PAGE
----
A peaceful transition from powerful coffee production has occurred in Columbus, Ohio, as Roosevelt Roasters moved its roasting operation.
Moving from a stately industrial facility in Franklinton to one in a historic hilltop bank building, the socially enterprising Midwestern coffee company now produces beans with a Loring S15 roaster alongside a neighboring business in the building, Kennedy Used Books.
The approximately 2,000 square foot new space for coffee production boasts a more open layout than Roosevelt’s previous excavations, with ceilings that reach nearly twice as high.
“Before, we placed our workspaces where they could go, but there was no good flow. Now it is,” Roosevelt Coffee founder Kenny Sipes told the Daily Coffee News. “It’s nice to have an open layout. We are no longer limited by low ceilings and random building support posts in the middle of a room. »
The new floor plan allows the company to more comfortably organize the operation into four stations: roasting; packaging; breaks, meetings and mixing; and a mezzanine for the for-profit coffee roaster’s offices and its two non-profit social enterprise cafes.
The new building is owned by an investment group whose members include fellow social entrepreneur John Rush. Rush owns Third Way Cafea five-year-old Hilltop neighborhood cafe that serves Roosevelt’s coffees while providing employment opportunities for those previously incarcerated.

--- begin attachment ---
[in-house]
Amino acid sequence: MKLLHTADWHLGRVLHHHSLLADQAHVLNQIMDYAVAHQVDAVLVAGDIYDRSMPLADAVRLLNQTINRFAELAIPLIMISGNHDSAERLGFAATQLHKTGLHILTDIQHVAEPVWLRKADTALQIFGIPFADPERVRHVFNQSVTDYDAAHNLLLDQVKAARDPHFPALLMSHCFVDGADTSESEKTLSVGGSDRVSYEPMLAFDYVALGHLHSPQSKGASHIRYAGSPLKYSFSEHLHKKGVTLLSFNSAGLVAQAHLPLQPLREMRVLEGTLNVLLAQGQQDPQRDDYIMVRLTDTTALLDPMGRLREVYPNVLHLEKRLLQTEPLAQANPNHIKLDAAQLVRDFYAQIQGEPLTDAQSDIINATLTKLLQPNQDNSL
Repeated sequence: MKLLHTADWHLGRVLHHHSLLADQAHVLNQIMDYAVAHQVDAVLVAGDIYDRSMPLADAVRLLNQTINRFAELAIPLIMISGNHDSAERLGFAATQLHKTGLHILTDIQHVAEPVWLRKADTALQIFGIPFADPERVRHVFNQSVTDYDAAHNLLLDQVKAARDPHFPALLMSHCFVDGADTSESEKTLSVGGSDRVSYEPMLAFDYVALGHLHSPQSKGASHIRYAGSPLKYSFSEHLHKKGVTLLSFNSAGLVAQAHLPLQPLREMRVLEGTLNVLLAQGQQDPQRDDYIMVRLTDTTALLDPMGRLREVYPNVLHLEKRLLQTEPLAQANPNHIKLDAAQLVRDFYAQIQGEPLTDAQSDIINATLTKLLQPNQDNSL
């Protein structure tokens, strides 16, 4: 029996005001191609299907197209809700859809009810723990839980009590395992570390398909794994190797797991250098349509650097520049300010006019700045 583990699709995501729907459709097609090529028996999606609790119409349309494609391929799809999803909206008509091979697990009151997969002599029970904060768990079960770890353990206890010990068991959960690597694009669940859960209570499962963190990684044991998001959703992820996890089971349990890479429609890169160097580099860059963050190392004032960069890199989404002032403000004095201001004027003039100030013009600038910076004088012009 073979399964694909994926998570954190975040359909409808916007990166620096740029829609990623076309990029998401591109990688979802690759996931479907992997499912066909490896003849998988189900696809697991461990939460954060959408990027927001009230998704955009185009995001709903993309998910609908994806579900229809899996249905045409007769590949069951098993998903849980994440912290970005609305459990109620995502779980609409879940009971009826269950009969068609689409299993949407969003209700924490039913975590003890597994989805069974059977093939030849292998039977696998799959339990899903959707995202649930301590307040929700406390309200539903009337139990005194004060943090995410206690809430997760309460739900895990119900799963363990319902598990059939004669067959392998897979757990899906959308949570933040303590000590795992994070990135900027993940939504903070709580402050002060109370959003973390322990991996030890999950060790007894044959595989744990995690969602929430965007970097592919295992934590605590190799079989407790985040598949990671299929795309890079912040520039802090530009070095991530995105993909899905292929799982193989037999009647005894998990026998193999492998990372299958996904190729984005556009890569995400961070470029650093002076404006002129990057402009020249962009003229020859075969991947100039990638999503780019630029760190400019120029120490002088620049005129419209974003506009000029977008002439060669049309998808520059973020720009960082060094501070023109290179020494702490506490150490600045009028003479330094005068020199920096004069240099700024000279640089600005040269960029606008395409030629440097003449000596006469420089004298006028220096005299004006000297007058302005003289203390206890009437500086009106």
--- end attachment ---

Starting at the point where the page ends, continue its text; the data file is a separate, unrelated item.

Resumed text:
Rush is also partly late Kennedy Used Books, located at the front of the bank building, which now boasts of being “the biggest smelliest used book store in Columbus.” The bookstore will provide opportunities for people returning from incarceration, while finding ways to support prison library systems, Columbus libraries and local literacy programs.
Currently hosting “pop-up hours” three days a week, the bookstore ultimately intends to host talks from local authors and provide space for community members to work, read, hang out and potentially drink. coffee, although Sipes said Roosevelt had no plans to run retail coffee service on site.
“People are more than welcome to visit the roastery, but it’s designed for functionality and not necessarily for tours,” Sipes said. “Cafes are starting to find their way back after the pandemic. It was a struggle. Every day is unpredictable, but this city has only done its best to support us along the way. We are humbly grateful.
In the meantime, Sipes said Roosevelt Coffee Roasters will develop new cold brew products for home brewing and pursue more licensed retail opportunities in partnership with other companies around Columbus.
Meanwhile, the nonprofit umbrella organization that operates Roosevelt Coffee Roasters For Profit and Roosevelt Coffeehouses Nonprofit, The Roosevelt Foundation, will continue to provide financial support to nonprofits fighting hunger, human trafficking, health care and clean water.
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Howard Bryman is associate editor of Roast Magazine’s Daily Coffee News. He is based in Portland, Oregon.